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Not paying employees properly can prove costly

Sharon Brown and Clare Galloway of business advisory firm Magic Beans on the pitfalls of minimum wage legalisation

Published 23/08/2016

An employee’s average hourly pay is worked out over a period called the ‘pay reference period
An employee’s average hourly pay is worked out over a period called the ‘pay reference period

Most business owners are aware the hourly rate for the minimum wage depends on your age and whether you’re an apprentice.

However, seemingly routine practices have, in HMRC’s view, meant employees are being treated unfairly and effectively below legal statutory limits, leading to firms being hit for arrears of wages and fined heavily.

An employee’s average hourly pay is worked out over a period called the ‘pay reference period’. This is usually the period of time that they are actually paid for.

For example, if an employee is paid weekly their pay reference period is one week; if they are paid monthly it is one month.

The pay that counts may not just be the pay your employees receive during the pay reference period. It also includes pay which they earn during that period, but don’t receive until the next one.

To ensure you pay the national minimum wage, you need to know what elements of pay count towards the NMW. You also need to know which hours your employees are entitled to be paid for.

So the following situations could mean you are failing to pay the minimum wage:

  • There is excessive docking of pay for being late.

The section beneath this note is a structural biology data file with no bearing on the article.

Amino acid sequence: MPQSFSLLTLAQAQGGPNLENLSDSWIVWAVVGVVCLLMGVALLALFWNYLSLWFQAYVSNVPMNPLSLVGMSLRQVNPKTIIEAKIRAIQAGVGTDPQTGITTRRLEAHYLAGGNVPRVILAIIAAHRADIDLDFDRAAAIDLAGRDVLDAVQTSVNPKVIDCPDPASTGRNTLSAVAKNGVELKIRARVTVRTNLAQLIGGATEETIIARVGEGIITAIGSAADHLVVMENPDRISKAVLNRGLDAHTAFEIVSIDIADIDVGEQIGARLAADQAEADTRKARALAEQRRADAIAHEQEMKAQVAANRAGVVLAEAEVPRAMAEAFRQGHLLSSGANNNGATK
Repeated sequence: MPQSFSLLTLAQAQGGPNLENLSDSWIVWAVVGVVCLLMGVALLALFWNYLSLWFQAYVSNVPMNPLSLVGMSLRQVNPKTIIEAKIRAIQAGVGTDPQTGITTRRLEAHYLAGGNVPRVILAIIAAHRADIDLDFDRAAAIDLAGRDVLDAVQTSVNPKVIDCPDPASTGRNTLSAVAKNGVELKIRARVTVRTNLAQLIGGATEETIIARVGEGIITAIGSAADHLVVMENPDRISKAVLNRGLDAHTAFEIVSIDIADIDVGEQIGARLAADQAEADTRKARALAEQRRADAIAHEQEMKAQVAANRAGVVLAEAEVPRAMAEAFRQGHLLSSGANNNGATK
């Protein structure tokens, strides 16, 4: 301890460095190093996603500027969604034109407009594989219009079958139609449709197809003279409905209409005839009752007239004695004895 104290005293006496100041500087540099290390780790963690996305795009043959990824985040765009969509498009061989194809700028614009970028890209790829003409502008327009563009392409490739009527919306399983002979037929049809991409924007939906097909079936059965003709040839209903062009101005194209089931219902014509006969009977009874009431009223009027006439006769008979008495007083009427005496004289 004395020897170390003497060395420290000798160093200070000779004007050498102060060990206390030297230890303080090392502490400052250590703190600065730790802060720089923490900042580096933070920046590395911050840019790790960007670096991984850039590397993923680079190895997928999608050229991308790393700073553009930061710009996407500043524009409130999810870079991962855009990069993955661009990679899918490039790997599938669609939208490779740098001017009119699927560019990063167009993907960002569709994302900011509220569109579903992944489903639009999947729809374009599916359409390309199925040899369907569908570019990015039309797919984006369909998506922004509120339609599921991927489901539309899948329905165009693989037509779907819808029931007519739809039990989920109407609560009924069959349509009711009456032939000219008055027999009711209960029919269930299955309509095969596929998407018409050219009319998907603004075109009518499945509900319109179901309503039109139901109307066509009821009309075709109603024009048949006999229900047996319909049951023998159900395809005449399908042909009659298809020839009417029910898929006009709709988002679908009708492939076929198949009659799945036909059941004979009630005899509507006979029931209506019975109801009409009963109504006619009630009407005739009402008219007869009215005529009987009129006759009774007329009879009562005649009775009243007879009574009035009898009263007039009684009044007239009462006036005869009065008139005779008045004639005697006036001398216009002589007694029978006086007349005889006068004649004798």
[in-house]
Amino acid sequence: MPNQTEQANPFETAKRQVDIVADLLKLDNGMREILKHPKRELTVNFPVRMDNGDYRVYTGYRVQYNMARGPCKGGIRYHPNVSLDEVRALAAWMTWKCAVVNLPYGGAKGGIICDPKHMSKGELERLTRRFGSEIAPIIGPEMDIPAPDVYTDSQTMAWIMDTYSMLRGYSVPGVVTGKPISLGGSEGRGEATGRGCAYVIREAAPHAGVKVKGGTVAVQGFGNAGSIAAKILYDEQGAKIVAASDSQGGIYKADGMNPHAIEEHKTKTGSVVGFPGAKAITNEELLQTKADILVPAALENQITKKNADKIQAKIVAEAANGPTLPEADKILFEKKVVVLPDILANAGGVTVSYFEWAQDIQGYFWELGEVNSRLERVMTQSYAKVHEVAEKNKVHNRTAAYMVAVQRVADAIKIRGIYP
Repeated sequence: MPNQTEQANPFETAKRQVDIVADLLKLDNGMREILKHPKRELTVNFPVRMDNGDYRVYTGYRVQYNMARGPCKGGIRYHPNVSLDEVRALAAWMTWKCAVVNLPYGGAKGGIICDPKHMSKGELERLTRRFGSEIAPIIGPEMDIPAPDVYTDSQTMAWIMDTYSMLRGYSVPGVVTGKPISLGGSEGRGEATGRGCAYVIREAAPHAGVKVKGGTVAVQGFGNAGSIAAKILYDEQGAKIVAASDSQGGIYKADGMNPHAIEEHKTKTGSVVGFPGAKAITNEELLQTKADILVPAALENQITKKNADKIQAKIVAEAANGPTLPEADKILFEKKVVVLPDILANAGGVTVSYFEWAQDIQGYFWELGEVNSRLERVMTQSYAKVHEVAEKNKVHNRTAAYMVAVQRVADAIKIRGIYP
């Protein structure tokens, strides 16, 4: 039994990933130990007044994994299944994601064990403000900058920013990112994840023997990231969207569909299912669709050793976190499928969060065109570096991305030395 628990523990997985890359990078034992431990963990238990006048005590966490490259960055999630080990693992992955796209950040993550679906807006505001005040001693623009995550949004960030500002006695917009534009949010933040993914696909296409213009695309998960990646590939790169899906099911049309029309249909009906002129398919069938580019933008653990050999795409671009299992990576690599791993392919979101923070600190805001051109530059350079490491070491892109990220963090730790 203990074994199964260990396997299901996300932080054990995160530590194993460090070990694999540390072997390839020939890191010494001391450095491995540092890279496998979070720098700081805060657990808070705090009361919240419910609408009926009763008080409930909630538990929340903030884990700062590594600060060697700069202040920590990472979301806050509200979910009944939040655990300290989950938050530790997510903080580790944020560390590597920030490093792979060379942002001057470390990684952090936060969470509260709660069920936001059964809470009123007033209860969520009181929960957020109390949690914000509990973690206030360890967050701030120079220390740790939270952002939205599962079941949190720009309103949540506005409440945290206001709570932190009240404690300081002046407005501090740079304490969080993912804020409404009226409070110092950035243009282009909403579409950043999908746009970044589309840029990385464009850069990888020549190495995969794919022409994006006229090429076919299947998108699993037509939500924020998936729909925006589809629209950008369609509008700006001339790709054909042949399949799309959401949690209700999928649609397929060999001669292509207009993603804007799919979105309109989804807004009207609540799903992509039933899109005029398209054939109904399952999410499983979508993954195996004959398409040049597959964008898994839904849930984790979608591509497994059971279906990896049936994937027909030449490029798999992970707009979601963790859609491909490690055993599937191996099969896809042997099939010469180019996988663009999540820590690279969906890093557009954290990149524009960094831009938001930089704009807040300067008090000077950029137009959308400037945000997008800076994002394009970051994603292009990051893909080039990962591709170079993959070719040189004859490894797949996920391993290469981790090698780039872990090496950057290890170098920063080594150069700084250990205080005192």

• ‘Check in/out’ or security checks before or after the start of a shift are unpaid
  •  Pay is averaged across the pay period and the employee is not paid for actual hours worked
  •  You have “refunded” money your employees spent in connection with work, for example the cost of buying tools or uniform.
  • Deductions have been made to cover the cost of items you, as an employer, supplied that are needed for their job, for example, tools or uniform.
  • Deductions have been made for the employer’s business’ own use and benefit for goods and services, for example transport the employer provided to and from work, regardless of whether the employee has the option of using the goods or services.
  •  Travel time is not considered working time.

A recent European Directive stated as travelling time could “neither be shortened nor used freely by employees for their own interests” then they were “at the disposal” of their employer. Therefore, their time is covered by the directive and counts as working time. You pay money to someone on work experience, therefore potentially creating a contract of employment, and therefore the requirement to pay the NMW.

Running a business has without doubts its rewards, but there are a number of potential minefields.

Magic Beans has been set up with this in mind, to offer an outsourced financial controller service to businesses at a price they can afford, bridging the gap between bookkeeper and the traditional annual compliance accountant. The company provides a full suite of real-time cloud-based management accounting services for businesses in Northern Ireland, allowing business owners to not only save money over in-house financial controllers and bookkeeping, but to ensure compliance with various regulatory matters and to have assistance in making valuable management decisions.

Employers who find they’ve paid a worker below the correct minimum wage must pay any arrears immediately.

For further information, please contact Clare Galloway (clare@magicbeans.online) or visit www.magicbeans.online

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